There is a significant labour shortage in the skilled trades throughout Canada, exacerbated by rapidly increasing retirements of baby-boomers. While some of this shortage is addressed through immigration, efforts are also underway to recruit adults looking for a career change and high school graduates.
Ontario, through its Skills Development Fund (SDF), has recently committed $200 million in support of programs connecting job seekers with the skills and training they require for well-paying jobs. Much of this focuses on the skilled trades, supporting pre-apprenticeship training programs. This report provides an evaluation of one such program, the “Tools in the Trades Bootcamp”, supported by the SDF awarded to Support Ontario Youth (SOY) by the Ontario Ministry of Labour, Training and Skills Development (MLTSD).
Our report provides an overall evaluation of the Tools in the Trades Bootcamp, against hallmarks of an effective evidence-based recruitment and skills development workshop grounded in models and best practices from education, training and development, behavioural economics, and psychology.
Additionally, our evaluation considers several metrics, including the Bootcamp’s outreach, participation and completion rates, make-up of members of under-represented equity-seeking groups, participants’ self-reported experiences of the bootcamp and their intentions to pursue a career in the trades. We also consider apprenticeships obtained and paid employment in the trades.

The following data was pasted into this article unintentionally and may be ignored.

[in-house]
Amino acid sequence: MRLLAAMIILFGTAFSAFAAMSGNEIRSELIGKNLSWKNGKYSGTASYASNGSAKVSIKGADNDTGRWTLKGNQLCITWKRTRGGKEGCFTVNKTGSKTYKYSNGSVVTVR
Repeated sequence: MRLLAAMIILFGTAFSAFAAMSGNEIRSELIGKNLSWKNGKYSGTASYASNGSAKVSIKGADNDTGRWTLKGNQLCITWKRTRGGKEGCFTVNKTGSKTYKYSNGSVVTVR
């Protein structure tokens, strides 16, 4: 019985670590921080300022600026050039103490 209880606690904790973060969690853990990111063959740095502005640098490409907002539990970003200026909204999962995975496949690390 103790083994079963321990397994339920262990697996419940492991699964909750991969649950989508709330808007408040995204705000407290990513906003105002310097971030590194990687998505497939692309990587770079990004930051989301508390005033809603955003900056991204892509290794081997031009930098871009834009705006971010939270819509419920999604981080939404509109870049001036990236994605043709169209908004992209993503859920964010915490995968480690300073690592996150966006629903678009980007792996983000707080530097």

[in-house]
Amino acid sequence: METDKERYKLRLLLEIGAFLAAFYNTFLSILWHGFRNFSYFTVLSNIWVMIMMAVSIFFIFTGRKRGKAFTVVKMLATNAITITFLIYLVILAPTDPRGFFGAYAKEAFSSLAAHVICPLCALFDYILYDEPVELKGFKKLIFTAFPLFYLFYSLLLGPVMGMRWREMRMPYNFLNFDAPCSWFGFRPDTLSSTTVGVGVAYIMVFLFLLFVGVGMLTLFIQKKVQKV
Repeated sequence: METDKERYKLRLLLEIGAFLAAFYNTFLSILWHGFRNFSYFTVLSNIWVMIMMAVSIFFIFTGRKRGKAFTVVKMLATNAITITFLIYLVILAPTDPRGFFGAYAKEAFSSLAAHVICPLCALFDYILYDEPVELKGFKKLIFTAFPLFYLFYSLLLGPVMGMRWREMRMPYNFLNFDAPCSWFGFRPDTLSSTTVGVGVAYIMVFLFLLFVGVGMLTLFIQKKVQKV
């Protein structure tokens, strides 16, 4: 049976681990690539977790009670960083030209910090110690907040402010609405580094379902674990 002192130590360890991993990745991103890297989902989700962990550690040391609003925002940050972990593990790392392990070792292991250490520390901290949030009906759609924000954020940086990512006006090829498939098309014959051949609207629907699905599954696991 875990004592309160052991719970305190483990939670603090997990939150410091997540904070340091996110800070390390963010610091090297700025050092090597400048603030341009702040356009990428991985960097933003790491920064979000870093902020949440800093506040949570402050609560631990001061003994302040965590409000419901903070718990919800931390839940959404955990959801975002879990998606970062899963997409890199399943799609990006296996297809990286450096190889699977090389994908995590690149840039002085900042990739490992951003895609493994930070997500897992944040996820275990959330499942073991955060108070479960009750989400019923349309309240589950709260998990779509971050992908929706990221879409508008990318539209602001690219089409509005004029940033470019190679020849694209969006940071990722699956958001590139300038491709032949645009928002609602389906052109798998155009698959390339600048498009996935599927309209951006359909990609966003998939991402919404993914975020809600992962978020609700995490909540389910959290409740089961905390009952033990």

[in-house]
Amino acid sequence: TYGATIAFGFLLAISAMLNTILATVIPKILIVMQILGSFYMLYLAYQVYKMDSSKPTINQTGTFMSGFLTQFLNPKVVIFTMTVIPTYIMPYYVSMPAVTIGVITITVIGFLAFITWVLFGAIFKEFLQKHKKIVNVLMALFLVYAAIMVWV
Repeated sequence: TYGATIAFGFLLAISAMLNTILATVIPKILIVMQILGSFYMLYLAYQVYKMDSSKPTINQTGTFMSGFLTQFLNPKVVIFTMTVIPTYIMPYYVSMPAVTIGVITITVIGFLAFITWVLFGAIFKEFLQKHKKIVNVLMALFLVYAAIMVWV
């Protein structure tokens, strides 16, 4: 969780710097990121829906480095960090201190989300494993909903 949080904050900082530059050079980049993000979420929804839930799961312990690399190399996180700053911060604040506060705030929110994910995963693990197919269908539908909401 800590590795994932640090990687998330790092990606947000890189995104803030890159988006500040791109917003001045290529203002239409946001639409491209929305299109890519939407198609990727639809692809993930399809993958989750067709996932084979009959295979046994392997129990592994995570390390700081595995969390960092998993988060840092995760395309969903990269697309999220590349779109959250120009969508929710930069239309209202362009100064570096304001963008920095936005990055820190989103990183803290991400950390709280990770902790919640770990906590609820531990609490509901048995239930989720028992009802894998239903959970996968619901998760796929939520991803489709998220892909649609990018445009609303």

Fifty-nine intensive one-day Bootcamps were run from September 13, 2021, to March 31, 2022, spanning five Ontario regions and six school boards. Forty-six Bootcamps targeted high school students and the other 13 targeted adults. Bootcamps focused on a variety of trades:
Fifty-nine educational and training providers (e.g., school boards/ schools) were directly involved in the Bootcamps, as were 49 employers/industry associations.
Each bootcamp consisted of one-part focused on essential employability and basic business skills (e.g., resume writing, preparing for an employment interview, networking, financial planning), and the second had participants work with tools in a simulated workstation mentored by a skilled trades worker.
Participation rate was 86 per cent of the total registrants. Of 1450 bootcamp participants, 993 completed our demographic survey and of those 278 (28 per cent) self-identified as one, or a combination of, woman, person with disability, and as being from a racialized or indigenous group. Women represented 16.5 per cent of total respondents.
Participants’ self-reported experience in the workshop was uniformly very positive concerning quality of content, tools, instructors, and location, satisfaction with the event, likelihood of recommending the Bootcamp to others, and positively influencing their intention to pursue a job in the skilled trades.
Forty-three percent of the Bootcamp participants were enrolled in an apprenticeship, and three secured full-time employment in the trades. Notable, however, is that it typically takes several months post workshop participation, and post high school graduation, to assess full-time employment uptake. We propose longitudinal tracking of Bootcamp participants to gauge this accurately.
There was also extensive positive media coverage of the Bootcamp, in print, social media, television and radio. Overall, we consider the Tools in the Trades Bootcamp to have been highly successful.
Read the full report here!
Related Topics: Boot Camp Pre-apprenticeship Skilled Trades Gap Support Ontario Youth
This Employment Ontario Program is funded in part by the Government of Canada and the Government of Ontario.